Do you think it’s important to have discussion questions or for all members to express their thoughts freely? Let’s start a conversation in the section below.

As always, happy reading!

The Honest Truth About My Relationship with Reading

OK, I think our friendship has reached the point where I can now tell you the truth about how my love for reading got started. As with a first kiss, I will remember my first experience with reading forever… and it wasn’t all that great. Unlike most of my fellow readers in the book community, I definitely didn’t start reading at a very young age. In fact, reading and I weren’t always the best of friends growing up. We had a complicated relationship. When I would attempt to read, letters would magically switch positions, I would stumble over words or say them incorrectly, and what’s most annoying part is that I would normally have to read a sentence several times just to get its meaning. I can’t say for sure if I was dyslexic, as I was never diagnosed, but I wouldn’t be surprised by it. It comes as no surprise that at a young age, I had low self-esteem and would inaccurately consider myself stupid. At school, I would become quiet and withdrawn, hoping that people wouldn’t notice me. Sadly, people did notice me and as a result, I was bullied throughout my elementary school years. However, as I got older something inside me started to change. I found myself visiting both my local bookstore and library quite often. A small stack of books began to pile on my nightstands, and composition notebooks were slowly being filled with interesting new words. Just like that, a beautiful romance was beginning to brew.

My earliest memory of reading is spending a few minutes after school with my fourth-grade teacher, Mrs. Alvarez, reading books way below my grade level. I wholeheartedly believe that kids could tell the difference between teachers that cared and those that didn’t. Mrs. Alvarez immediately picked up on my reading ability and was determined to help me. She never called on me to read out loud during class, she gave me extra reading homework assignments to help with my overall grade, and she moved my desk next to hers so that I could easily ask for help instead of staying silent. Not only was she patient with me when I struggled with reading, but she also went out of her way to purchase a few books for me to keep at home so I could practice. I remember crying to her one afternoon when a group of girls from my class repeatedly called me stupid during lunch. I was ready to give up. Mrs. Alvarez pulled me aside before PE and encouraged me to be strong and ignore those girls. She even went as far as contacting the girls’ parents and creating the “Good Behavior Game” in which good classroom behaviors were rewarded during the instructional time of day. I instantly felt better and was reminded that there was someone that cared. She remains my favorite teacher to this day. Knowing there was someone invested in my success gave me a reason to do better, and to challenge myself in reading.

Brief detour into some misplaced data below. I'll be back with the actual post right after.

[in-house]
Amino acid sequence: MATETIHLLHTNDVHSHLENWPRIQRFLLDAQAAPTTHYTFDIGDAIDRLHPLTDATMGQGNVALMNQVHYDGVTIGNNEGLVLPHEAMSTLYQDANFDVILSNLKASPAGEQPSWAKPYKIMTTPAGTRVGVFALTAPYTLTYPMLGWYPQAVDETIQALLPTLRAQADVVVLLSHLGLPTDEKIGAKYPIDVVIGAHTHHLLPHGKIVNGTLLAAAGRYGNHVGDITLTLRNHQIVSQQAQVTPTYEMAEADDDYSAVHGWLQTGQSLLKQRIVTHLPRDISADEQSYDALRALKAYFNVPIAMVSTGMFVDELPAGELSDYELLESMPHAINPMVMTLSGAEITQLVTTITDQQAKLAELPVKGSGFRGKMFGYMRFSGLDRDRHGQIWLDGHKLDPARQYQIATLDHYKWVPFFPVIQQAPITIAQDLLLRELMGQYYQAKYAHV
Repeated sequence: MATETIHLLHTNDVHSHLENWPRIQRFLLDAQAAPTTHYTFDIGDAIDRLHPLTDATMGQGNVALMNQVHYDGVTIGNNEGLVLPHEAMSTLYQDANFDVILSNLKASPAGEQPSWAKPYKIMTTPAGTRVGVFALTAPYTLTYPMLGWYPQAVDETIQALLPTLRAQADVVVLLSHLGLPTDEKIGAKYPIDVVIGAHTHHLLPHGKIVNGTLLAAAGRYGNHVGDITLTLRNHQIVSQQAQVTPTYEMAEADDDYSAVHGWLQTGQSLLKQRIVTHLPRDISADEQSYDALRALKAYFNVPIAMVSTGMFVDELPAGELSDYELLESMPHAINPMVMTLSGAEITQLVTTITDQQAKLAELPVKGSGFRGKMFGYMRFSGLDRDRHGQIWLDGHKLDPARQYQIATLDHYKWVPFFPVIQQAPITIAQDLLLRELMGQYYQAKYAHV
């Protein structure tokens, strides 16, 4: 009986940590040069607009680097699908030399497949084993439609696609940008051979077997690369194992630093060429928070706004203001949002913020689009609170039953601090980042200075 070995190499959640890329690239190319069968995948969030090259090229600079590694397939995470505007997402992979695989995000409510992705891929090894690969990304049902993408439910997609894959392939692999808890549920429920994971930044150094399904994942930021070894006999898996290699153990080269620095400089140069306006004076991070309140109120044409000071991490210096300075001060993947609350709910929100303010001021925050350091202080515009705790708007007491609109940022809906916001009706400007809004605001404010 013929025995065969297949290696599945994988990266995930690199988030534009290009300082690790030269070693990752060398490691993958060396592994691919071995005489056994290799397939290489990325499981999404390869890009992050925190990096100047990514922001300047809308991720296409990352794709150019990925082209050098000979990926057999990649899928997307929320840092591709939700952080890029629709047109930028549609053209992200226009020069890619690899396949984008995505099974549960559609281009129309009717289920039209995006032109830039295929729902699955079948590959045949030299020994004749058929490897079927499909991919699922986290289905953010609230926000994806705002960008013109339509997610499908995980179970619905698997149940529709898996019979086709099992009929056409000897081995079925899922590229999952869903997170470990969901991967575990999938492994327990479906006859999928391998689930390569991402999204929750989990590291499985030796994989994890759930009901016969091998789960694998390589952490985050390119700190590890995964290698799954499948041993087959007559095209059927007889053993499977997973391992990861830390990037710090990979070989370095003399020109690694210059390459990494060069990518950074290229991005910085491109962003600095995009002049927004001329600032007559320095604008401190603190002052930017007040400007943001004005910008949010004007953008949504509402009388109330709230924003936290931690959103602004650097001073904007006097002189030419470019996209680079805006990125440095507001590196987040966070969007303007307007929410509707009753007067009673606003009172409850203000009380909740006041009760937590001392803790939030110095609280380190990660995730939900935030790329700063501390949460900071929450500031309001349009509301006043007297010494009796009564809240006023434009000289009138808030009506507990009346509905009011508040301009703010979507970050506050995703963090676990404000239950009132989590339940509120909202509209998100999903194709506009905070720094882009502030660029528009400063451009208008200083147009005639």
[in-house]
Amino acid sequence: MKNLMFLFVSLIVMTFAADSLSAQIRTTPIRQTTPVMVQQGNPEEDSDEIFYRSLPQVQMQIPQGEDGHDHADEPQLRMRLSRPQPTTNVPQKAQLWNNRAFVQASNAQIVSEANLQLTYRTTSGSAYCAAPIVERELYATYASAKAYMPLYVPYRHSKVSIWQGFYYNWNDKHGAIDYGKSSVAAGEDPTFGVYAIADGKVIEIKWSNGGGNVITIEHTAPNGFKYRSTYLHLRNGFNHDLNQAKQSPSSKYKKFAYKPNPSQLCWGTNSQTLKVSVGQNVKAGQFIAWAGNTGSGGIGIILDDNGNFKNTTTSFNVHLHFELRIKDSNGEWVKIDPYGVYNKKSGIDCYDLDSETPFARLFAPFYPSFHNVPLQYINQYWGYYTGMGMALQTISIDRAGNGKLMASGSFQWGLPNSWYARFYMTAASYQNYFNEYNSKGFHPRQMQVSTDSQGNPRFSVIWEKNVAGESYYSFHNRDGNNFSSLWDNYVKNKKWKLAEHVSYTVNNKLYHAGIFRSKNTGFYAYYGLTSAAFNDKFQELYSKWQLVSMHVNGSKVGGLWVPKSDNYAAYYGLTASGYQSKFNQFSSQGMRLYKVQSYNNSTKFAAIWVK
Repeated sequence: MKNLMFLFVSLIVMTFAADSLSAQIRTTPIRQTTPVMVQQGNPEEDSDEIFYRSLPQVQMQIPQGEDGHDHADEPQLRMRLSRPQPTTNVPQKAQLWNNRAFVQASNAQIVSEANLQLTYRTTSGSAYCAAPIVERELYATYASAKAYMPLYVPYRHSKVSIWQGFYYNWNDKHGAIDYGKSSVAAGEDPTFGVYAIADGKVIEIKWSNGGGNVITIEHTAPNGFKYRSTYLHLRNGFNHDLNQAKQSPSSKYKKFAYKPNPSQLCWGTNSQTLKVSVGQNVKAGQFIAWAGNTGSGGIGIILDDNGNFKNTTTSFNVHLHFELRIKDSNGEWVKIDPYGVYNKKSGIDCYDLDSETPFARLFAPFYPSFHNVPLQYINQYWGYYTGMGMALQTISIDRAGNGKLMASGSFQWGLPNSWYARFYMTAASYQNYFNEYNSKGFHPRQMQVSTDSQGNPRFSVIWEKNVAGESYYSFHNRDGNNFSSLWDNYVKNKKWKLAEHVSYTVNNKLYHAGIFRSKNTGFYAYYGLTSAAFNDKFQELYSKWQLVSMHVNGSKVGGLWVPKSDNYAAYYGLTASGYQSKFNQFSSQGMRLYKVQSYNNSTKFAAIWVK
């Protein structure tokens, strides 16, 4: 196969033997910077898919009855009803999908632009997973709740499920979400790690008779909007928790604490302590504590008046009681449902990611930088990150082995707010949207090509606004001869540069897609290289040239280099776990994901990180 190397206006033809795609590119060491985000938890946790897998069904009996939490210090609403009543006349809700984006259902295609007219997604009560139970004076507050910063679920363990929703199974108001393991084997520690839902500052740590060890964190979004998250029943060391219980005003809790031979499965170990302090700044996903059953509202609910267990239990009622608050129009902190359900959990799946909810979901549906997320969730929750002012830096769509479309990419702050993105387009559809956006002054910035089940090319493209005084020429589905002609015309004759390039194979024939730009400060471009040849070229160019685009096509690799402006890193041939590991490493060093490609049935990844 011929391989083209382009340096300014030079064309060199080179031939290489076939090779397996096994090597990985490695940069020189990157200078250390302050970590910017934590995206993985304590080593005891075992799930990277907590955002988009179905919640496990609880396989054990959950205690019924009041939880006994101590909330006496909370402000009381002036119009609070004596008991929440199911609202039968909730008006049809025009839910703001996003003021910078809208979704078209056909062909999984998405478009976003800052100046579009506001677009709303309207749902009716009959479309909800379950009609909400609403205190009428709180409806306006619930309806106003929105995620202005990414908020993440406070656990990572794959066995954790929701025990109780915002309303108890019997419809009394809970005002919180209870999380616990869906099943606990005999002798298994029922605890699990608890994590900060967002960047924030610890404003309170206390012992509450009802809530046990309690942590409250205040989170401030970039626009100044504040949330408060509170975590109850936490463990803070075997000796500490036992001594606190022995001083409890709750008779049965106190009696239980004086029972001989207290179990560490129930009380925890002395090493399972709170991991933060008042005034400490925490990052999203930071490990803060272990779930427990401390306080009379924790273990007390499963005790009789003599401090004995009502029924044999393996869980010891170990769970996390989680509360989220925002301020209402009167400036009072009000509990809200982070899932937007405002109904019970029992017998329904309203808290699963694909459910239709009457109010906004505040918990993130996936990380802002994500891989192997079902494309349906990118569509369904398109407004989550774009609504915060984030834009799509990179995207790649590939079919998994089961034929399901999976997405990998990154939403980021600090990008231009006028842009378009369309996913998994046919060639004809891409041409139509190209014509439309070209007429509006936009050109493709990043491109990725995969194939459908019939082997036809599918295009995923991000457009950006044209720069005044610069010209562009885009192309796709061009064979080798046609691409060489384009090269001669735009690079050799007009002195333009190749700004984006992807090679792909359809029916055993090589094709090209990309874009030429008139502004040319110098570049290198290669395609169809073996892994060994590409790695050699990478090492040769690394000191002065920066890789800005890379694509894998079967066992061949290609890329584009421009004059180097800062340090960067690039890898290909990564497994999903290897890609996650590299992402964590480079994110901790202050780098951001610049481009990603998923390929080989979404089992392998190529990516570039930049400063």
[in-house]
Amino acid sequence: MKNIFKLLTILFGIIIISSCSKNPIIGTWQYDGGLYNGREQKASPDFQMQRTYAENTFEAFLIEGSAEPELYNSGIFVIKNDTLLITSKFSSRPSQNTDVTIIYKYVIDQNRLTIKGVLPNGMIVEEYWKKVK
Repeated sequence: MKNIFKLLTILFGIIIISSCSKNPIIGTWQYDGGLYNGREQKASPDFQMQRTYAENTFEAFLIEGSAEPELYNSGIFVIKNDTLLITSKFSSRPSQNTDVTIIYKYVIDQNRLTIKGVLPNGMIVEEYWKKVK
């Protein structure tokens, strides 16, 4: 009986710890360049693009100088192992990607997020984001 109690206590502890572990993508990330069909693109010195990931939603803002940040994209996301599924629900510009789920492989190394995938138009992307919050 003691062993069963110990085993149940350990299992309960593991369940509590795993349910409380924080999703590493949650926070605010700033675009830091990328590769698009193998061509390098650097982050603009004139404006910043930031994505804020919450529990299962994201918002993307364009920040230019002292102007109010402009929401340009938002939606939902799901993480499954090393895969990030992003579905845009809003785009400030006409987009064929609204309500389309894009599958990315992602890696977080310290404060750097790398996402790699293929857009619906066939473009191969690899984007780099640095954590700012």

With the help of my favorite teacher, reading was slowly becoming a new outlet for my imagination and a constant companion. Although Mrs. Alvarez did her best to prevent me from getting bullied by my classmates, I was already a target for being weirdly skinny, ridiculously shy, and embarrassingly awkward. Yet, none of that bothered me too much. Since I had no friends, I turned to books even more. If someone was being mean to me, I’d pulled out my Sweet Valley High novel and escape to another world. At lunch, no one would sit next to me, but I was too nose deep in reading the Boxcar Children to care. Genres like romance, mystery, and historical-fiction let my mind stray from reality. They kept my imagination alive while I was being forced to learn multiplication and the names of countries. I went from loathing reading to losing myself in a book for hours. To encourage me to continue reading, my mother used to ask me questions about my latest reads since I didn’t have anyone to share my thoughts with. I remember telling her how I wish I could keep my books instead of returning them back to the library. Despite the fact that my parents didn’t have money to always buy me new books, my dad built me a small bookshelf and my mom would take me to our local bookstore on special occasions. I was slowly falling in love with reading.